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Old 02-27-2008, 04:08 PM   #11
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Shortening is vegetable oil that has been treated (hydrogenated) to be a solid at room temperature rather than a liquid. It ontains no cholesterol, being vegetable in origin but is loaded with trans fats which are also considered to be harmful.

The most common American brand is Crisco.
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Old 02-27-2008, 04:10 PM   #12
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Right... thanks :)

I think we have something called Kremelta here - usually tucked away in a corner of the baking section.
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Old 02-27-2008, 04:14 PM   #13
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Quote:
Originally Posted by Andy M. View Post
Shortening is vegetable oil that has been treated (hydrogenated) to be a solid at room temperature rather than a liquid. It ontains no cholesterol, being vegetable in origin but is loaded with trans fats which are also considered to be harmful.

The most common American brand is Crisco.
The Crisco folks have now developed a non-trans fats version of Crisco.
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Old 02-27-2008, 04:19 PM   #14
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Right... thanks :)

I think we have something called Kremelta here - usually tucked away in a corner of the baking section.

Kremelta appears to be solidified coconut oil and is sold in brick form. Shortening is softer and sold in a can with a plastic recloseable lid. A conbination of shortening and lard is recommended as a sub for Kremelta.
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Old 02-27-2008, 04:30 PM   #15
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Kremelta appears to be solidified coconut oil and is sold in brick form. Shortening is softer and sold in a can with a plastic recloseable lid. A conbination of shortening and lard is recommended as a sub for Kremelta.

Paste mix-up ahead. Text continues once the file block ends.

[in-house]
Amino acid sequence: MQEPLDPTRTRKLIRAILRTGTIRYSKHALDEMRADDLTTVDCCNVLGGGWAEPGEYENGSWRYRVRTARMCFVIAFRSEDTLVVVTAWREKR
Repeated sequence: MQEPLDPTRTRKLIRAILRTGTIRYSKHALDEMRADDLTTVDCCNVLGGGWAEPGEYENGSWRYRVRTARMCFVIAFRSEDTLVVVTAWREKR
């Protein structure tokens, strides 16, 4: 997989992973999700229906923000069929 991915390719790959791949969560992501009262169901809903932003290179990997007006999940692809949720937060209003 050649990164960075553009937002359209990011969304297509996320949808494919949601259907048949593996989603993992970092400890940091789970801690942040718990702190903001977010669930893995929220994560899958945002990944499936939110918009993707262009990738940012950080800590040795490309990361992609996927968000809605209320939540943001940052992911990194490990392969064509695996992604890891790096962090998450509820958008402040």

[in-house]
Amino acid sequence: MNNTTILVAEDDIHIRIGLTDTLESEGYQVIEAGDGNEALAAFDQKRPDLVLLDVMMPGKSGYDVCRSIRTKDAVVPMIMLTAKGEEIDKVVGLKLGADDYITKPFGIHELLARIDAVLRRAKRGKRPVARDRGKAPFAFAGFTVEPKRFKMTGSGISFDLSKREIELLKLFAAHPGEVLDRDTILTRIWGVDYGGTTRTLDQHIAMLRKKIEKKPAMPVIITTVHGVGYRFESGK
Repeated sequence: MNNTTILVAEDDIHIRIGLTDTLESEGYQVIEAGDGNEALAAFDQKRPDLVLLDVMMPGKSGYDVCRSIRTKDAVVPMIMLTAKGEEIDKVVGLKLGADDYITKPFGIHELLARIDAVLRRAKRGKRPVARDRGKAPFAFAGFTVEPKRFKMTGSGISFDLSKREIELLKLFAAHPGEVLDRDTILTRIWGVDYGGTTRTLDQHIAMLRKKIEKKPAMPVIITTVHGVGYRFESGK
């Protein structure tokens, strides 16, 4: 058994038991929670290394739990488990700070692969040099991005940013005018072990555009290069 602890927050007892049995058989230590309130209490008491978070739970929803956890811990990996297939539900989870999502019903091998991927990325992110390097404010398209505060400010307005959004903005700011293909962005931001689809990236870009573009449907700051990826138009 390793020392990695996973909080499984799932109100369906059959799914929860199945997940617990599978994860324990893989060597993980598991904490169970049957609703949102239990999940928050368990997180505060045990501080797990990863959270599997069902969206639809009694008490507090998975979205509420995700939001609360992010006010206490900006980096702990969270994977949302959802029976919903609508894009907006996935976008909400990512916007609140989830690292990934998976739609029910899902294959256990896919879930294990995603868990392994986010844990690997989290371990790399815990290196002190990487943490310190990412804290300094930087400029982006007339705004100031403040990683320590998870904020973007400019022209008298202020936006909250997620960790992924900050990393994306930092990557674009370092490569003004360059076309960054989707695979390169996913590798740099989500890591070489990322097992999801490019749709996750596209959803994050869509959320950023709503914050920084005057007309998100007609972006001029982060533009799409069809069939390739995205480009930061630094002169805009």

How interesting

Out of interest, I'll keep an eye out to see if we have anything like real shortening when I next visit the grocery shop!
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Old 02-28-2008, 10:50 PM   #16
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According to wikipedia shortening is hydrogenated vegetable oil

Hydrogenation - Wikipedia, the free encyclopedia

So its like margarine.
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Old 02-29-2008, 10:00 AM   #17
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According to wikipedia shortening is hydrogenated vegetable oil

Hydrogenation - Wikipedia, the free encyclopedia

So its like margarine.
So the question now becomes: what is the difference between shortening and margarine?
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Old 02-29-2008, 10:45 AM   #18
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Shortening is 100% fat - all hydrogenated oil. Margarine is a combination of hydrogenated oil, water, food coloring and who knows what else.
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Old 02-29-2008, 11:01 AM   #19
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shortening is a generic term for a fat solid at room temp which can be worked into flour to form a dough that cooks up flakey due to short layers between pockets of the fat which when cooked crisp the dough. Lard is rendered pork fat, butter is churned milk, smaltz is rendered chicken fat etc etc all specific fats. Most shortening is a vegetable fat from non edible but non toxic plants such as cotton seed. As it is plant matter it is parve and acceptable for use in all households with any combination of foods. Recently, the big food cos have been making it trans fat free (less than 1% measurable)
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Old 02-29-2008, 07:53 PM   #20
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Following directions on the Maseca bag, I use 2/3 cup of vegetable shortening (beaten until fluffy) to make a batch of tamale dough.

They suggest shortening or lard. I used Crisco w/ 0g Trans Fat.

With "I am not a doctor" disclaimers assumed, should I be looking out for substitutes?
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